February 23, 2011
Understanding Shariah finance and Islamic banking in American finance
The Middle East, with its exotic tropical sirocco winds, is also now the haven and leader of a new form of finance that is enticing the world with the alluring scent of its petrodollars. Substantial profits are to be made, and gold plated Bentleys, mansions on the Palm Jumerah Island, and golf courses designed by Tiger Woods only add to the mystique behind the veils. However, more than Dubailand and dreams of riches lurk behind the Islamic ideologues who invented the concept of Islamic Finance, and they are ones who are promoting this form of “interest-free, Muslim friendly, ethical investment” worldwide.
From behind the walls of opulent palaces and banks, there are many people with militant backgrounds who are seeking to promote this new type of religious finance to spread a form of militant Islam throughout western civilization. That militancy, they believe, can be financed by co-opting American financial institutions. Many in this movement wish to replace traditional western capital systems with Islamic economic values.
Islamic Finance was conceived by the Muslim Brotherhood in Egypt in the 1920s. Decades later, it is a viable modality for spreading the Islamist movement of Jihad against the West.
To understand the concepts of Shariah one needs to understand and the doctrines that Shariah compliancy commands. Strict Shariah adherence is the sole criterion of whether a financial institution can be deemed “Islamic.” When HSBC, Citibank, or Deutsche Bank open “Islamic Windows” those are not just another place to deposit money. The banking operation must adhere to constants common to all Islamic banking institutions.
One is that the operation must adhere to the tenets of Shariah Law. However, when perusing the brochures or prospectuses sent out by the institutions, there is very little that explains the real meaning to the layperson. The advertisements usually gloss over the objectionable religious details and just refer to “ethical investment, interest-free, and an obligation to the alms giving, or zakat.” This seems innocent enough, but like the hidden face behind the veil, more information is needed for the investor, both Muslim and non-Muslim.
The lack of full disclosure and due diligence in presenting this new form of banking is no coincidence. It is being done to lure investors from all walks of life who want to share in the glow of banking and borrowing “interest free and ethically.” It is meant to draw not only from the Muslims who adhere to the laws of the Koran and Shariah, but to everyday people who think that banks are thieves, and this is a way to “beat the system.”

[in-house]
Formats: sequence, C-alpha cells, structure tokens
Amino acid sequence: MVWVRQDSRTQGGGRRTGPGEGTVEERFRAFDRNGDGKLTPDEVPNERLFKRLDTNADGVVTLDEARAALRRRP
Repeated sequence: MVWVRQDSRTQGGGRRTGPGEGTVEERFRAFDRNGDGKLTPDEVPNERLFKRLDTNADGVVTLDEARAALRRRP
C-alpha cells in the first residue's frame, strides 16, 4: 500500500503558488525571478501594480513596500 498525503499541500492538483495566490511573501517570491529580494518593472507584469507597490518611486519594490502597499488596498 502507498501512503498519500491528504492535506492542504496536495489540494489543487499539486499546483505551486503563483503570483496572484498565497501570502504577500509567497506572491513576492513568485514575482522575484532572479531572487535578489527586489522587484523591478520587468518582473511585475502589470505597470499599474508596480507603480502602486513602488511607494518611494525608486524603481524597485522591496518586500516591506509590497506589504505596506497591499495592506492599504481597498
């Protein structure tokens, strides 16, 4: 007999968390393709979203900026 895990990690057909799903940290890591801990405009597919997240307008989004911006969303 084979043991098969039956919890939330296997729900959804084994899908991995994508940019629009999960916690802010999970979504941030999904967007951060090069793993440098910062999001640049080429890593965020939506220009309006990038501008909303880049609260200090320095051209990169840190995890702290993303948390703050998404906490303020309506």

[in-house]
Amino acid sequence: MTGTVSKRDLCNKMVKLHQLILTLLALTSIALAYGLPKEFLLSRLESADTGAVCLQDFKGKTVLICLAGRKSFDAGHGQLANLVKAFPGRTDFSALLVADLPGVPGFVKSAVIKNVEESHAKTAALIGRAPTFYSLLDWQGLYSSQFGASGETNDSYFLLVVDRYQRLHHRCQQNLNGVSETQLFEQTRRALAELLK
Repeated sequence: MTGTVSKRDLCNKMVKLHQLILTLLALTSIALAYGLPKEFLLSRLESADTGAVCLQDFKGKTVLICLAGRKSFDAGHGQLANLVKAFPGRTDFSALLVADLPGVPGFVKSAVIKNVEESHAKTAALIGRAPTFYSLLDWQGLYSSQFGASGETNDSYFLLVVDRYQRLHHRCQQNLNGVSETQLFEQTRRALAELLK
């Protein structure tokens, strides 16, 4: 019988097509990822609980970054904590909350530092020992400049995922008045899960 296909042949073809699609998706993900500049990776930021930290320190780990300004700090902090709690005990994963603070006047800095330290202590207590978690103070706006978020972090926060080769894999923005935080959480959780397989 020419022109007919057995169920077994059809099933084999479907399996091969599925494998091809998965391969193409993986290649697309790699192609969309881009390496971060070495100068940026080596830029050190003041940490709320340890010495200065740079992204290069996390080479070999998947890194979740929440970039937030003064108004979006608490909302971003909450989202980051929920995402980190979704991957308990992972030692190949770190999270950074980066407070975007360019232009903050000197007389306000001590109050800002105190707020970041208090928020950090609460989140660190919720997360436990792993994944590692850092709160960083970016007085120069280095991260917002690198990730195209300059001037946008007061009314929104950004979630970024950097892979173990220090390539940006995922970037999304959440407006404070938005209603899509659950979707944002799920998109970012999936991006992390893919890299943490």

Western institutions that offer Islamic finance are in a conundrum, especially in America, often failing to disclose what Shariah really is. The question is, why? One reason is ignorance, or being politically correct in a post 9/11 world. The other answers are still unknown. That is why monitoring and following the growth of Shariah-compliant investments and banking is so important. For critics of Shariah Finance, it is a bit like being a “Paul Revere,” trying to ring the bell of freedom to warn investors.
The true agenda of Shariah and Islamic Finance is really just a means to bring this type of movement of Islam into the West, and especially, the “great Satan” America. As this economic system creeps into the threads of capitalism, it may eventually change the way we live. Not a few see it as part of the international campaign to legitimize Shariah Law among those who would never adopt it.
Banking compliant with Shariah law is more than just abiding by ethical rules and regulations, combined with interest-free loans. It supposedly resonates with how life is lived in Saudi Arabia and Iran. Understanding the objectives of Islamic banking by the words of the Shariah Scholars themselves suddenly brings our own financial institutions into compliance with a lifestyle anathema to the west.
Quoting from Nassar M. Suleiman, Corporate Governance in Islamic Banking, the law states: “Shariah Law must develop a distinctive corporate culture, the main purpose of which is to create a collective morality and spirituality which, when combined with the production of goods and services sustains the growth and advancement of the Islamic way of life.”
The authoritative Shariah compendium of the Shafii School of Jurisprudence, which is a cornerstone for understanding Shariah, is the “The Reliance of the Traveler: The Classic Manual of Sacred Law.” For example, this book states on family law:
1. A woman is eligible for only half of the inheritance of a man
The book states on jihad:
1. Offensive Military jihad against non-Muslims is a religious obligation
The book states on human rights:
1. Homosexuals and lesbians must be killed
Shariah plays a huge part in Islamic Finance and according to Islamic scholars, Shariah is simply “God-ordained sacred Islamic Law that rules each and every aspect of a Muslim’s life.” The tenets of Shariah are immutable, not subject to any change or interpretation, and valid for all times and places. This ideology is entering our financial system.
Many people think that Shariah Finance in America is a runaway train that cannot be stopped. However, with our own due diligence we can require banks to become compliant to the American way and not the Shariah way.
Allyson Rowen Taylor writes for Shariahfinancewatch.org. She speaks nationally on the influence of Shariah on the banking and financial systems.